Friends of Semantic Compositions

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« Comments on comments | Main | Meet "Phil" »

July 02, 2004

Comments

Blinger

I enjoyed reading this post. Korea is similar to Japan with regards to the social distance and word markings. Adjushi or Ajumma for an older man or woman and adding -ssi when addressing someone by name though more likely using Sonbei/Hubei for senior/junior relationships.

what is interesting here is that often, not always but often, Koreans will addresss foreigners - if they speak Korean well - using the informal system even though they wouldn\'t dream of doing so to another Korean. One of my friends who speaks much better Korean than I do, just continues to speak to them in higher language until they get uncomfortable and switch to the proper form. Banmal (반말) is familiar speech and chongdaemal (총대말)is higher language.

Qov

You're right. English doesn't have a lot in the way of honorifics, but people should use them with strangers when conducting business.

I find that when speaking a language that has a formal and an informal mode of address I use the formal unless I'm talking to kids. I also try to match what the person uses with me, but it requires conscious effort to notice, because my brain maps tu and vous, tyi and vyi, tu and Usted, all to "you" and discards the extra information about the level of formality.

entangledbank

I always wish I wasn't such a social no-hoper and could actually bluff reprimanding them and calling for their superiors and issuing formal complaints for such bizarre breaches of etiquette that English happens not to have grammatically encoded (no vous, no gozaimasu).

Semantic Compositions

Blinger: There are actually 3 levels of politeness in Japanese, although only two levels of lexical distinction. Kudaketa is the most intimate/least respectful form, with "plain" verb inflections, but everyone's still "san". Teinei replaces the plain inflections with "polite" ones, while keigo involves different vocabulary to go with the polite verb forms.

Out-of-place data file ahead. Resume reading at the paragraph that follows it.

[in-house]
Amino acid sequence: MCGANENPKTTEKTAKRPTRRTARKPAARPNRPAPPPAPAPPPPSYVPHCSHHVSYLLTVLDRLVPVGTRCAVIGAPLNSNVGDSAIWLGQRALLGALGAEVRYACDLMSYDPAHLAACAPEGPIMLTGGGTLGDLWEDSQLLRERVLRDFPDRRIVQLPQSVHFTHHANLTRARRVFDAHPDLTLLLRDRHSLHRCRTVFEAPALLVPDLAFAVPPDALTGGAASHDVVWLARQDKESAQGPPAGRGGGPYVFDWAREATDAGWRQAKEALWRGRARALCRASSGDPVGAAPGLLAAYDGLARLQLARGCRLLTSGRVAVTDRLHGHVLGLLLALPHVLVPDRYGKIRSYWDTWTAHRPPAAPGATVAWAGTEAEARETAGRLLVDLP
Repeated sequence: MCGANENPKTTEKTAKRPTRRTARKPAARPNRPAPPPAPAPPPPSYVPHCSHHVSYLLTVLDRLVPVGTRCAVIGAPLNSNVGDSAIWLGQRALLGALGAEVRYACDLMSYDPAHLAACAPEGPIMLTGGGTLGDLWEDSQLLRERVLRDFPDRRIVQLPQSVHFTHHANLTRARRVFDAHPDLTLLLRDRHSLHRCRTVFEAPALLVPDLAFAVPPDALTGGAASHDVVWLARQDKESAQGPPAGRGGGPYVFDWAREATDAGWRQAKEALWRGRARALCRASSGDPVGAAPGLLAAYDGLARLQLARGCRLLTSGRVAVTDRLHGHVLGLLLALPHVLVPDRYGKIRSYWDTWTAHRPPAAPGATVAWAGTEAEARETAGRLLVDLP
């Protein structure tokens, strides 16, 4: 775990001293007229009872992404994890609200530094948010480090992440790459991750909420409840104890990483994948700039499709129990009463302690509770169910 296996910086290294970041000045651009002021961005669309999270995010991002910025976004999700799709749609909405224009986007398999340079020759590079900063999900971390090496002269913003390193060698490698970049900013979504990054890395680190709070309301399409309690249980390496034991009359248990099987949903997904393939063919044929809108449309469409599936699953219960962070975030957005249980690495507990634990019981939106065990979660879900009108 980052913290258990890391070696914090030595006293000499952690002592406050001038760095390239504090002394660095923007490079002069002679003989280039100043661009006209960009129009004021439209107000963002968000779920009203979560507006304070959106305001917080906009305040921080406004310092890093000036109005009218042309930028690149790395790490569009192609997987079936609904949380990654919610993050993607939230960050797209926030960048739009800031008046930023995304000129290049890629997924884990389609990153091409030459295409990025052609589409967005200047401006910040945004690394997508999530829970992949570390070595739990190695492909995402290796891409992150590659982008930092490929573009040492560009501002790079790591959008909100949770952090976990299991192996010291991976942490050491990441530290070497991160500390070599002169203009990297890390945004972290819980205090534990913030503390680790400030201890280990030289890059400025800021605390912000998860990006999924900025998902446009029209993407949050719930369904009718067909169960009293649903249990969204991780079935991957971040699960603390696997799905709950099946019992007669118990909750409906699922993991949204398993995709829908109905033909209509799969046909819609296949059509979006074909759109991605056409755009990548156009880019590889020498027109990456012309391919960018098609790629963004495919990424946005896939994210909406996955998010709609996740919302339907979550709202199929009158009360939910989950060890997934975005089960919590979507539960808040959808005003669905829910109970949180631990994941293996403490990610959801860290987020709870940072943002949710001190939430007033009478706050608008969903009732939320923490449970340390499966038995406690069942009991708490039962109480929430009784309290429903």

Qov: What language are "tyi" and "vyi" in? Sounds Romance-derived, but I don't recognize them.

entangledbank: I don't think I've ever actually called a supervisor over to complain. I think I expect that they'd say, "What are you, some kind of wiseguy?", or some other dismissive comment. If they kept their wits about them, they'd offer some insincere apology, and then probably tell the employee to keep up the good work; who cares what that etiquette-obsessed prick thinks? Since this has actually been going on for a while at the bank in question, and I haven't withdrawn my assets, obviously it doesn't bother me enough yet.

Qov

Tyi and vyi are my own poor transcriptions of Russian pronouns, as I don't have access to my Cyrillic charcter set here. Perhaps TbI and BbI are more recognizable? The letter that looks like "bI" is a palatized i.

language hat

I also feel this way, but I assume the battle was lost long ago. I tried to embarrass my dentist when he first called me by my given name by ending my response with "Joe," hoping that the brutal avoidance of the customary (or so I thought) "Doctor X" would shock him out of it, but it didn't faze him in the least, and I realized with horror that he expected to be addressed in that informal manner. So I stopped even trying. But I still resent it.

Radagast

Hmm, as a biologist I find this etiquette discussion quite interesting. In graduate school, and even occasionally as an undergraduate, I was specifically instructed to use given names to address instructors. At professional meetings I would regularly be introduced to someone by their given name, even if they were a leader in their field (e.g. "This is Ray").

I've thus gotten into the habit of addressing almost everyone by given name, and I also tell my students to call me by my given name. I've noticed, in contrast, that our host seems to address other linguists formally.

And besides, Mr. Brown is my dad.

Henry IX

At one doctor's office I went to, the receptionist told me that they addressed patients by given names to protect privacy. And so she addressed me as 'Henry.' When my turn came to see the doctor, the nurse called, "Henry." "Henry IX."

So much for privacy. And it sounded like such a good reason.

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